Elvis Presley and A Star is Born

A Star is Born is a film that has had numerous remakes. The original was released in 1937 starring Janet Gaynor and Frederic March. It had a screenplay by Dorothy Parker, Alan Campbell and Robert Carson and is about a young girl who wants to get into the movies. Janet Gaynor plays Esther Blodget who meets film star Norman Maine. Maine gets Esther into the film world and Esther falls for him but Maine is an alcoholic and his star is rapidly fading while Esther’s is on the rise.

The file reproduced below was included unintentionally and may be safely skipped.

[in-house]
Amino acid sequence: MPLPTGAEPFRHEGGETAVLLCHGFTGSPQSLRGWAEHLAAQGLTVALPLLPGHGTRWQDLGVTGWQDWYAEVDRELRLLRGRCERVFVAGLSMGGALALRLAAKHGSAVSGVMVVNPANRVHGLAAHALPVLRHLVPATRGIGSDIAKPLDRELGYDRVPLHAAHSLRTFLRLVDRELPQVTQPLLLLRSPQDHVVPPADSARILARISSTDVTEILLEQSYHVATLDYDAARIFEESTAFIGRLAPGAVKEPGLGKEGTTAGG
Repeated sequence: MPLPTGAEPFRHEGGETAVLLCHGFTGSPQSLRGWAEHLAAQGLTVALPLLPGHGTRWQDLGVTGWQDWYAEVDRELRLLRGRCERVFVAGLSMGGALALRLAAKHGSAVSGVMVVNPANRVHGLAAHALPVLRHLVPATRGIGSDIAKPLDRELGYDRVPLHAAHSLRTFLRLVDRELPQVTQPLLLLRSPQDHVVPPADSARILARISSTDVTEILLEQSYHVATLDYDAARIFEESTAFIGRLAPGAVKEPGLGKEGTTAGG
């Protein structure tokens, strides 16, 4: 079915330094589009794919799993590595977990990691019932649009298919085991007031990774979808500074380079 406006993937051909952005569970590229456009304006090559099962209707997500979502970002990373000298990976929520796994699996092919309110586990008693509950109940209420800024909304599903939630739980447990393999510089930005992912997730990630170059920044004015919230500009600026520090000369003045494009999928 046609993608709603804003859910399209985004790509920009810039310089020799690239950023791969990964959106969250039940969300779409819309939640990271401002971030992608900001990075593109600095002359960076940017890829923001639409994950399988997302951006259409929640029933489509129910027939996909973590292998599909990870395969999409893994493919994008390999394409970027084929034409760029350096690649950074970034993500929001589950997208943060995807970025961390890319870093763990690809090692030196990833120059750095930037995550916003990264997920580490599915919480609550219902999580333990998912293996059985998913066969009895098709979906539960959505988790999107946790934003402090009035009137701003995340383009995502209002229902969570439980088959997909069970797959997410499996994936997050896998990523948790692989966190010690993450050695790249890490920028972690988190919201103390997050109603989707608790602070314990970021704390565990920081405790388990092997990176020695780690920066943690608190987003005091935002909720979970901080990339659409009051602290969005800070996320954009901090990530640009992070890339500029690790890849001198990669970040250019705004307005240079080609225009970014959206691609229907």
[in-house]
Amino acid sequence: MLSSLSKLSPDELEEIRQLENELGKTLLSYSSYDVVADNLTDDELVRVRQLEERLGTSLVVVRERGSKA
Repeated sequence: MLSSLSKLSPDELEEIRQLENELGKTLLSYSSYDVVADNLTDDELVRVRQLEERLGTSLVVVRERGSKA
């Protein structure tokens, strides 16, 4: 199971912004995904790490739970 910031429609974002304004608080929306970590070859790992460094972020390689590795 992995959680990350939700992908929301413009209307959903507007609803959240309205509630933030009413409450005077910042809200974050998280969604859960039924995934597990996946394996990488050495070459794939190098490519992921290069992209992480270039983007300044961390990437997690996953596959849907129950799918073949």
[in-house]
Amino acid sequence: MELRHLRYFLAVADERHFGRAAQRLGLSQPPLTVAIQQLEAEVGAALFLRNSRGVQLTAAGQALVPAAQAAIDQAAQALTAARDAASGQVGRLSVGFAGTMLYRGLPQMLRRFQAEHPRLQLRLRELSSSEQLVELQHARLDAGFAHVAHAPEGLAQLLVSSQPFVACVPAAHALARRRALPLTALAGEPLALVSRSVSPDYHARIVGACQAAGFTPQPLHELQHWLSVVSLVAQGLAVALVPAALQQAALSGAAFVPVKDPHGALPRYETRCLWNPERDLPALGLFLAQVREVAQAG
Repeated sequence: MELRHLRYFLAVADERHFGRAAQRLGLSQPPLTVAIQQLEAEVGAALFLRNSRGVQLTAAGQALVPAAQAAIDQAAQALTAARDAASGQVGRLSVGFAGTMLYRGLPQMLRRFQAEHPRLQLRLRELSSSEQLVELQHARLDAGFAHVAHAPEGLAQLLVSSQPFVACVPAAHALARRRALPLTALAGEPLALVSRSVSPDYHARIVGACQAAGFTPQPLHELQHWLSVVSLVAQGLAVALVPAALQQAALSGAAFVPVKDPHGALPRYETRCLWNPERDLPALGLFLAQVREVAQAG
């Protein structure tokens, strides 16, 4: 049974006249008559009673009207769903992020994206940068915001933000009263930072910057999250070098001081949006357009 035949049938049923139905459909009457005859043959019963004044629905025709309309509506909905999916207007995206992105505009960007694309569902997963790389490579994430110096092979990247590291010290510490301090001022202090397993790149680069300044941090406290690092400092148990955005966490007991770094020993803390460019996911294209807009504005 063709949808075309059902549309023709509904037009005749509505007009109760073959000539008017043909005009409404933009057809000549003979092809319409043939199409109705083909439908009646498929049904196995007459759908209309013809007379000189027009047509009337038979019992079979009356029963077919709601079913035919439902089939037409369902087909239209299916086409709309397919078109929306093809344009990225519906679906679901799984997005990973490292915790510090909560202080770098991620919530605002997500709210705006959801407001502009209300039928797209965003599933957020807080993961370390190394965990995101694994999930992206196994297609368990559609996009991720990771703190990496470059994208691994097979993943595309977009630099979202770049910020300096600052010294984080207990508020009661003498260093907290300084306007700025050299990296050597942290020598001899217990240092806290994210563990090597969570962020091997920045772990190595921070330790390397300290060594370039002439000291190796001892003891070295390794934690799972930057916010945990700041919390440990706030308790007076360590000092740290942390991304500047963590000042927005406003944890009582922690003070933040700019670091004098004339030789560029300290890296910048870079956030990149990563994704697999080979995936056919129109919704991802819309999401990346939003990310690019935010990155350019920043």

Sid Luft asked director George Cukor to take the helm of a new musical version in 1952 starring his then wife Judy Garland. Cukor wasn’t keen at first but changed his mind when he found the film would be shot in technicolour and he wanted to be part of this new process. Cukor chose Cary Grant to take on the role of Norman Maine but Grant declined. Various others were in the frame for the part including Frank Sinatra. Stewart Granger was a favourite for a while but he didn’t like the way Cukor worked and finally the role went to James Mason.